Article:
With remote mass working now the norm, and as the threat perimeter moves to wherever each employee chooses to work from, what digital security approaches must all enterprises have in place?
Remote working is here to stay. As businesses look to define their organisational processes in a post-pandemic landscape, how they ensure high levels of digital security across their workforces and network is paramount.
Research from Malwarebytes Labs report Enduring from home COVID-19’s impact on business security reveals 20% of businesses suffered a security breach last year because of remote working. Check Point found that 94% of organisations allow remote access to corporate apps and assets from unmanaged and managed devices, with just 17% allowing remote access using company-managed laptops.
Speaking to Silicon UK, Rick Meder, VP of Strategic Partnerships and Platform Architecture at SonicWall, commented: “With most employees no longer within the protected perimeter of a traditional corporate network, the basic secure access tools in place for remote access workers have become quickly inadequate. The potential attack surface expands exponentially, oversite by security staff is met with extreme challenges, and policy complexity reaches levels like never before. Efforts to uphold an adequate security posture while maintaining workforce productivity quickly become overwhelming.”
Some form of flexible, hybrid working has come into focus as workers look to rebalance work and their personal lives. In a rush to support remote mass working at the beginning of the pandemic, many enterprises needed robust security policies, processed and tools. Today, a new digital security approach is taking shape, heightening awareness of digital threats, and expanding their threat perimeters.
Protecting people and assets
Moving forward, it is critical to place security at the top of the agenda when developing new digital assets. The speed at which new assets must be built for a business to remain competitive can place a strain on security. And the expanding use of open source as a code source is a potential security threat.
A report from TechTarget is telling as it concludes businesses are paying more attention to security as they advance the velocity of asset development: “Organisations are making efforts to incorporate security processes in development so that the faster release cycles do not expose them to an unmanageable amount of security risk. This includes cybersecurity user stories in agile software development processes, security-as-code (SaC), and GitOps. While 59% say they have implemented security-as-code, respondents believe it will be a highly relevant approach in the next two years.”
Human behaviour has also consistently been identified as a weak link in any business’s cybersecurity. How workers approach their personal digital security must form an essential component of a comprehensive remote worker security policy—becoming more aware of the threats they face. How they can become more security conscious and change their behaviour is vital to protect these workers from threat actors and the attack vectors they use. Training is critical and will more than pay for the financial investment made with reduced attacks.
Kevin Curran, IEEE senior member and professor of cybersecurity at Ulster University, explained to Silicon UK: “As companies begin their recovery roadmaps and the hybrid working model continues, cybersecurity training for staff will prove vital. It is important to ensure all employees are well trained on cybersecurity best practices, such as keeping software updated, unique strong passwords and enabling two-factor authentication. The first line of defence for organisations to stop some attacks is to simply educate employees about the dangers of clicking on links. However, sadly, only a fraction will listen and learn.”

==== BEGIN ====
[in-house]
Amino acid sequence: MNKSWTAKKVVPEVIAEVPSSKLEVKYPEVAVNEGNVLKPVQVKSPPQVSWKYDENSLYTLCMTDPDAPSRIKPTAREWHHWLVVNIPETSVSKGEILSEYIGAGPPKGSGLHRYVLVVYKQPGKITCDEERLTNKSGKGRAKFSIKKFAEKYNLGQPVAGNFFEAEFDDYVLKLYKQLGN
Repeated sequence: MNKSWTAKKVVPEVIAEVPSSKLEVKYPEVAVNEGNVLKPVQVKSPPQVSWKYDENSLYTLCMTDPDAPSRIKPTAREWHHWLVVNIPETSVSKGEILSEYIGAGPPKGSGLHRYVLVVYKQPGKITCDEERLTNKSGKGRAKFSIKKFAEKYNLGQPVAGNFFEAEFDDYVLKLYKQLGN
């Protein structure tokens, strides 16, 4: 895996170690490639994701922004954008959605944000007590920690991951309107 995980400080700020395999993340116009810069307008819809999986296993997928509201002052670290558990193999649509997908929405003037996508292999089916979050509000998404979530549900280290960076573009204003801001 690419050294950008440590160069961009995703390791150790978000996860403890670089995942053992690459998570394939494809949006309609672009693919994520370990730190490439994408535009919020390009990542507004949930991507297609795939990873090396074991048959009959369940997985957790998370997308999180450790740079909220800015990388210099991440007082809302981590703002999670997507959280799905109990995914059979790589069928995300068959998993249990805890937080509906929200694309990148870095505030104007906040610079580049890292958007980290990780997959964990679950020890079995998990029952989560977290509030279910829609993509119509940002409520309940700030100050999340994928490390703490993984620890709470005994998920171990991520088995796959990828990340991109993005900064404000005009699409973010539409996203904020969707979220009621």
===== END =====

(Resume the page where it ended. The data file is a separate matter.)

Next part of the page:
Coffee shop security
Remote workers, by their nature, will have a fluid working space. Businesses can’t assume that the endpoint will always be the homes of these workers. In addition, remote workers will often locate themselves in public spaces, which challenges their security.
A layered approach to digital security is a practical approach all businesses can take. First, assess the level of cybersecurity remote workers are using. Then, look closely at the devices and networks they access. This data will inform your company and enable it to identify the weak areas where security needs to be improved.
Shift to enterprise-managed devices to ensure your company has a full view of the devices in use and their level of security. Password management is a clear and present danger when digital security is considered. Moving to at least 2-factor authentication will improve password security. The National Cyber Security Centre (NCSC) also advises setting password security policies for each worker.
Securing remote access is, of course, vital for remote workers. Here, VPNs (Virtual Private Networks) have become highly popular. Again, the NCSC has core advice about how to choose and set up VPNs for business applications. However, SonicWall’s Rick Meder thinks businesses need a much more integrated approach: “Although encrypted tunnels will typically be part of a solution securing remote workers, the traditional sense of backhauling all remote worker traffic through VPNs to a centrally protected network may no longer be the best approach available. The adoption of cloud environments, SaaS, distributed edge, and other modern architectures have paved the way for re-imagined secure access architectures and improvements to how trusted access is established.”
Adopting a Zero Trust approach to remote worker security is essential to combat expanding threats all businesses face.
“VPNs are a means to secure data between remote workers and core systems,” says Ulster University’s Kevin Curran. “However, in an ideal world, organisations would have a Zero Trust network system deployed to connect with remote worker security. Ideally, this should be rolled-out in a phased manner, which entails pilot projects and tweaks in a safe environment before full deployment. After all, it is crucial to ensure that the zero-trust infrastructure is seamless for employees. That being said, if an organisation has not yet embraced the concepts of privileged access and least privilege, or still uses shared accounts for access, then Zero Trust is probably not going to work.”